Save the Children (also known as Bal Raksha Bharat) launched a project with the aim to empower adolescents and young adults in Child Care Institutions through skill building and training. Those living in Child Care Institutions and part of marginalised communities are the most vulnerable among adolescent groups.
The project aimed to address and overcome three challenges:
1. Access to appropriate training courses
2. Completion of training
3. Transition to employment/entrepreneurship opportunities.
Priya*, from a settlement in Seelampur, New Delhi, was one of the adolescents identified for soft skills training – life skills, financial literacy and digital literacy. The lessons on life skills started in December 2022 with four batches, comprising 59 adolescents from different areas of Delhi. During the classes, Priya would sit in the last row, try to keep herself out of sight and not make eye contact with anyone.
She was often found lost in her thoughts and not pay attention in class. As this behaviour continued, the counsellor decided to talk to her and find out if she is going through any crisis. During the whole session, Priya made minimum eye contact, and her responses were low and hesitant.
After talking to the centre’s facilitators and her friends, details of her family emerged. Priya lives with her grandmother and three siblings; she lost her mother a year back while she was delivering her fourth child. Her father was an alcoholic and abusive. The dysfunctional family setup took a toll on Priya’s emotional and mental health. She had also started avoiding school and her friends.
“Priya was experiencing trauma as a result of unimaginable loss. In the case of children, such trauma can be reduced with love and care. In such sensitive times, a child looks to her elders for help and support, and if that support is not given to them, they start feeling vulnerable,” said counsellor Mansi Joshi.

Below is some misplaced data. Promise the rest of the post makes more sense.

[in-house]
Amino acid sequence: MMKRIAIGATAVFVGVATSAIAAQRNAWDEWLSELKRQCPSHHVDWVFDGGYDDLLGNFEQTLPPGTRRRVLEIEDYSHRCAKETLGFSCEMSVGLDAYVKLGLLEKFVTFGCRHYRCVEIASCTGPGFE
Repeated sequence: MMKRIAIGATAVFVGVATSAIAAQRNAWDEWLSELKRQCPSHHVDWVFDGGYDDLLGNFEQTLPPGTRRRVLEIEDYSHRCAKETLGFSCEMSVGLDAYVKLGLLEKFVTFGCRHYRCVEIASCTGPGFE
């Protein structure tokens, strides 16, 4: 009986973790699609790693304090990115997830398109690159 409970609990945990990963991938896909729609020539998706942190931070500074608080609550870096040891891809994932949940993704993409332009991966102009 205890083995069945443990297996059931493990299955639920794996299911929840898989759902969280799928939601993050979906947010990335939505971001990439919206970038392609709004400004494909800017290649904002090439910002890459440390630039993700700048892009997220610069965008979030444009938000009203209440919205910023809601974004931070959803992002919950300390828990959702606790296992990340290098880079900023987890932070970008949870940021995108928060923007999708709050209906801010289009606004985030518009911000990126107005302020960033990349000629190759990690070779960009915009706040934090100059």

The counsellor decided to use art therapy to gain her trust and encourage her to open up. During a group activity, Priya described her daily life and how she felt suffocated. She told the counsellor that she lived with constant fear and anxiety.
After a few individual counselling sessions, the counsellor discovered that the trauma of her mother’s loss had increased her anxiety and listlessness. Her father’s abusive behaviour has added to her fear. The counsellor used the techniques of ACT (Acceptance and Commitment Therapy) and art therapy to start the healing process.
“I used art therapy to make her open up to me. Colours unconsciously trigger suppressed emotions and help us express them. But I gave her time and space. I also spent time playing with her. When she got comfortable and started sharing about her life, I started with ACT (Acceptance and Commitment Therapy) to help her accept what has happened to her,” said Mansi.
With subsequent counselling sessions, Priya started showing positive changes. She started interacting with people and making eye contact. She began taking an active interest in class and found joy in going to school and spending time with her friends.
“Earlier, I used to get scared when my father would come home. Then ma’am told me that whenever I felt scared, I should close my eyes and remember my mother and my happy moments. I started doing that, and it worked. I have started helping my grandmother with housework, and she gives me money to buy myself treats. I have also made a new friend. I feel like attending school again,” said Priya.
*Name changed to protect the identity of the child